Despite the rising tensions, some observers say they do not anticipate an escalation to the chaos that engulfed the country 10 years ago.
“Some baseline unrest has always been on the cards,” said Eurasia Group Associate Tochi Eni-Kalu. “However our view is that a repeat of the 2011 crisis is unlikely because the major drivers of the conflict then, included the presence of several well-armed paramilitary groups and dissent within the armed forces, which do not feature in the current context.”
This week, a delegation from the 15-member Economic Community of West African States (ECOWAS) regional bloc arrived in Ivory Coast and urged the opposition to reconsider its stance on civil disobedience.
“ECOWAS has been seen to engage in situations where there is a clear violation of a member state’s constitution, as was the case in Mali,” said Ryan Cummings, director for political and security risk management consultancy Signal Risk, referring to the bloc’s actions in the wake of a military coup in Bamako in August.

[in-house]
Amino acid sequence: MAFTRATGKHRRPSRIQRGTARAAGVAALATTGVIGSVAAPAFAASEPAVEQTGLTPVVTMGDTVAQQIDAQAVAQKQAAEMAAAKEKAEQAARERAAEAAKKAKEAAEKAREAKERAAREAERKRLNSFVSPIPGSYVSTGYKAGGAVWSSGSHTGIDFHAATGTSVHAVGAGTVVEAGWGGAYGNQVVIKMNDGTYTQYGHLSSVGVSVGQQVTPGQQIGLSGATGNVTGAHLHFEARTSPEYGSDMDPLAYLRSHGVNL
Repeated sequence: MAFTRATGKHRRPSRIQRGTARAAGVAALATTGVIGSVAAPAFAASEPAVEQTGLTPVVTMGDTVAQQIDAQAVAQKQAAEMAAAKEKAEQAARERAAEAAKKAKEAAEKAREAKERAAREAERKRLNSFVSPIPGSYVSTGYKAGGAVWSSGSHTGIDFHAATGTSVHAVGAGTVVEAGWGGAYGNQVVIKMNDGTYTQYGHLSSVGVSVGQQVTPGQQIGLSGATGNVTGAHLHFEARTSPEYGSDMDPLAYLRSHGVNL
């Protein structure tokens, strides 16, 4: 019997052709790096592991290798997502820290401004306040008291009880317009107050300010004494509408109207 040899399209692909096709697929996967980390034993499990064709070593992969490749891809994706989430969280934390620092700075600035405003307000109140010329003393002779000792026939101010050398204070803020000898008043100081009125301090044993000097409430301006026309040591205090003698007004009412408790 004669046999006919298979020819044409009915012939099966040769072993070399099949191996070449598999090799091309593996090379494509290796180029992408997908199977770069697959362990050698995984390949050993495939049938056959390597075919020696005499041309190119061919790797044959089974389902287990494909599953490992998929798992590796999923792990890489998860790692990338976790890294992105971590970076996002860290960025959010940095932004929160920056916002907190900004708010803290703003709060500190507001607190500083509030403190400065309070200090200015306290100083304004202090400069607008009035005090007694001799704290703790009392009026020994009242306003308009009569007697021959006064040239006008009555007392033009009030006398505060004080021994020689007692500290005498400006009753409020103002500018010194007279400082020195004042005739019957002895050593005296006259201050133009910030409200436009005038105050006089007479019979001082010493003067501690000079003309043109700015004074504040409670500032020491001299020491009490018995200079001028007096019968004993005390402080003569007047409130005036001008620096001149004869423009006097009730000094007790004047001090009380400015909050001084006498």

“Otherwise, it has generally been seen to playing a limited mediatory role and is likely to do the same in Ivory Coast.”
Days before the vote, analysts concurred that the chances of the opposition calling off the boycott remain slim.
“The government has clearly failed to reassure the opposition and civil society that the elections will be subject to independent oversight,” said Eni-Kalu.
Meanwhile, Cummings pointed out that that a number of disbarred candidates are in support of the boycott and so would see any change of heart as betrayal, thereby “leaving Ouattara able to secure a comfortable first-round victory”.
Political analyst Nadia Nata agreed: “The boycott won’t affect Ouattara’s chances of winning – but it will affect his credibility and legitimacy particularly if opposition supporters boycott the vote and participation is low.”